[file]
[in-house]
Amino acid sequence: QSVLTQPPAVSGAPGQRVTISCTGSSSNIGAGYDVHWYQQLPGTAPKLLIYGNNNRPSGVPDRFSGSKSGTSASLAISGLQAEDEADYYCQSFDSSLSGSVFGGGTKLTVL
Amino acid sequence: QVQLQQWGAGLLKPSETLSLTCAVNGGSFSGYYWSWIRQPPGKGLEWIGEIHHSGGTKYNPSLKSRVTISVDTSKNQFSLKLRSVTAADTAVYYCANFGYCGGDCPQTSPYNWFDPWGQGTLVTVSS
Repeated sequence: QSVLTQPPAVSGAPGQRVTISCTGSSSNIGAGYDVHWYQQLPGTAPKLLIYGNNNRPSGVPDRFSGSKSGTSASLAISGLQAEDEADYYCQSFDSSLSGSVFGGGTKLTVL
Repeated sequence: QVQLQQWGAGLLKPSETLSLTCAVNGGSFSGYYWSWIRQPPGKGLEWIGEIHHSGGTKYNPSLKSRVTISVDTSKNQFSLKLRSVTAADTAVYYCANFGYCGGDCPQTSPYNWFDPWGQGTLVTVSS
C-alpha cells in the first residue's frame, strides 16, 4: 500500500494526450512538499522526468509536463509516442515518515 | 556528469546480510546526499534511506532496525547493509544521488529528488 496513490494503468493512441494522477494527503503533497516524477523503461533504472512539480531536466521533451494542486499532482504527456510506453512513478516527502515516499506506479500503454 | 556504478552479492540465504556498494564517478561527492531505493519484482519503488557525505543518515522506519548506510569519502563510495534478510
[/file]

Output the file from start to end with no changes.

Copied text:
[in-house]
Amino acid sequence: QSVLTQPPAVSGAPGQRVTISCTGSSSNIGAGYDVHWYQQLPGTAPKLLIYGNNNRPSGVPDRFSGSKSGTSASLAISGLQAEDEADYYCQSFDSSLSGSVFGGGTKLTVL
Amino acid sequence: QVQLQQWGAGLLKPSETLSLTCAVNGGSFSGYYWSWIRQPPGKGLEWIGEIHHSGGTKYNPSLKSRVTISVDTSKNQFSLKLRSVTAADTAVYYCANFGYCGGDCPQTSPYNWFDPWGQGTLVTVSS
Repeated sequence: QSVLTQPPAVSGAPGQRVTISCTGSSSNIGAGYDVHWYQQLPGTAPKLLIYGNNNRPSGVPDRFSGSKSGTSASLAISGLQAEDEADYYCQSFDSSLSGSVFGGGTKLTVL
Repeated sequence: QVQLQQWGAGLLKPSETLSLTCAVNGGSFSGYYWSWIRQPPGKGLEWIGEIHHSGGTKYNPSLKSRVTISVDTSKNQFSLKLRSVTAADTAVYYCANFGYCGGDCPQTSPYNWFDPWGQGTLVTVSS
C-alpha cells in the first residue's frame, strides 16, 4: 500500500494526450512538499522526468509536463509516442515518515 | 556528469546480510546526499534511506532496525547493509544521488529528488 496513490494503468493512441494522477494527503503533497516524477523503461533504472512539480531536466521533451494542486499532482504527456510506453512513478516527502515516499506506479500503454 | 556504478552479492540465504556498494564517478561527492531505493519484482519503488557525505543518515522506519548506510569519502563510495534478510